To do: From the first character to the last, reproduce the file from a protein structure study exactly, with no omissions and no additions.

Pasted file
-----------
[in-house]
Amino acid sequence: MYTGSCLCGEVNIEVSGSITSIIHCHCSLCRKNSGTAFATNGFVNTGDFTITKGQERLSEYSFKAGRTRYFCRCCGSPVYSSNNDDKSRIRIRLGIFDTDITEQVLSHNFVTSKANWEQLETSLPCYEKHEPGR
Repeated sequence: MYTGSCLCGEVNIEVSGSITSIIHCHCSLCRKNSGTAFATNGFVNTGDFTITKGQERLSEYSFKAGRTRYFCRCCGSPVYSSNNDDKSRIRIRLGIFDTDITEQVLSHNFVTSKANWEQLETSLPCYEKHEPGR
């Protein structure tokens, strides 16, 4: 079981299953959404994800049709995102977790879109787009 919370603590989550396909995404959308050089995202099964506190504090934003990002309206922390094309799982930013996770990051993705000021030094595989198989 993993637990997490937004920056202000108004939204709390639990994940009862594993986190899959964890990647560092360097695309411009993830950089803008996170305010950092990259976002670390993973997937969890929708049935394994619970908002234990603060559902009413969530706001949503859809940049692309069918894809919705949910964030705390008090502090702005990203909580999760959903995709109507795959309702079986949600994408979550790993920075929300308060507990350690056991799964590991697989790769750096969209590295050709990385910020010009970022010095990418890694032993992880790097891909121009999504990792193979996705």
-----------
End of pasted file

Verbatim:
[in-house]
Amino acid sequence: MYTGSCLCGEVNIEVSGSITSIIHCHCSLCRKNSGTAFATNGFVNTGDFTITKGQERLSEYSFKAGRTRYFCRCCGSPVYSSNNDDKSRIRIRLGIFDTDITEQVLSHNFVTSKANWEQLETSLPCYEKHEPGR
Repeated sequence: MYTGSCLCGEVNIEVSGSITSIIHCHCSLCRKNSGTAFATNGFVNTGDFTITKGQERLSEYSFKAGRTRYFCRCCGSPVYSSNNDDKSRIRIRLGIFDTDITEQVLSHNFVTSKANWEQLETSLPCYEKHEPGR
């Protein structure tokens, strides 16, 4: 079981299953959404994800049709995102977790879109787009 919370603590989550396909995404959308050089995202099964506190504090934003990002309206922390094309799982930013996770990051993705000021030094595989198989 993993637990997490937004920056202000108004939204709390639990994940009862594993986190899959964890990647560092360097695309411009993830950089803008996170305010950092990259976002670390993973997937969890929708049935394994619970908002234990603060559902009413969530706001949503859809940049692309069918894809919705949910964030705390008090502090702005990203909580999760959903995709109507795959309702079986949600994408979550790993920075929300308060507990350690056991799964590991697989790769750096969209590295050709990385910020010009970022010095990418890694032993992880790097891909121009999504990792193979996705």